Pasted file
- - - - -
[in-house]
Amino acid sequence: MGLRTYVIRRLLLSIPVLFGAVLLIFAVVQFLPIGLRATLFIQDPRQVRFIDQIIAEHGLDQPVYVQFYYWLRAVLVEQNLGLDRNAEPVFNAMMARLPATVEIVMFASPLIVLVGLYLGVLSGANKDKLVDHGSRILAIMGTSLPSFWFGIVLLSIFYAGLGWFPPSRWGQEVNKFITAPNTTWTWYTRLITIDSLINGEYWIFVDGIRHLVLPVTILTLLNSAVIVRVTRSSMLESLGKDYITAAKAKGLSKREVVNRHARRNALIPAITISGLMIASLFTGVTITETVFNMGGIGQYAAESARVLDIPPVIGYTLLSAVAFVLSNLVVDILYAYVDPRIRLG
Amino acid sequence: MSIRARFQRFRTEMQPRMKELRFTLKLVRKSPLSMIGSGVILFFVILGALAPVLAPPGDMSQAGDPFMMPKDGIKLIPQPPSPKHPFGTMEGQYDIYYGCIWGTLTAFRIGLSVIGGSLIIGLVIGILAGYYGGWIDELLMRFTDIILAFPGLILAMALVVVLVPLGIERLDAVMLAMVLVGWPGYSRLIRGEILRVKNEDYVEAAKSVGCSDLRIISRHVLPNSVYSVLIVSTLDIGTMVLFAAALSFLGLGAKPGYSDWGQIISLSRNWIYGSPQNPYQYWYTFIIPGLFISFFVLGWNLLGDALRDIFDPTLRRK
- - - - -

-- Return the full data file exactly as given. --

[in-house]
Amino acid sequence: MGLRTYVIRRLLLSIPVLFGAVLLIFAVVQFLPIGLRATLFIQDPRQVRFIDQIIAEHGLDQPVYVQFYYWLRAVLVEQNLGLDRNAEPVFNAMMARLPATVEIVMFASPLIVLVGLYLGVLSGANKDKLVDHGSRILAIMGTSLPSFWFGIVLLSIFYAGLGWFPPSRWGQEVNKFITAPNTTWTWYTRLITIDSLINGEYWIFVDGIRHLVLPVTILTLLNSAVIVRVTRSSMLESLGKDYITAAKAKGLSKREVVNRHARRNALIPAITISGLMIASLFTGVTITETVFNMGGIGQYAAESARVLDIPPVIGYTLLSAVAFVLSNLVVDILYAYVDPRIRLG
Amino acid sequence: MSIRARFQRFRTEMQPRMKELRFTLKLVRKSPLSMIGSGVILFFVILGALAPVLAPPGDMSQAGDPFMMPKDGIKLIPQPPSPKHPFGTMEGQYDIYYGCIWGTLTAFRIGLSVIGGSLIIGLVIGILAGYYGGWIDELLMRFTDIILAFPGLILAMALVVVLVPLGIERLDAVMLAMVLVGWPGYSRLIRGEILRVKNEDYVEAAKSVGCSDLRIISRHVLPNSVYSVLIVSTLDIGTMVLFAAALSFLGLGAKPGYSDWGQIISLSRNWIYGSPQNPYQYWYTFIIPGLFISFFVLGWNLLGDALRDIFDPTLRRK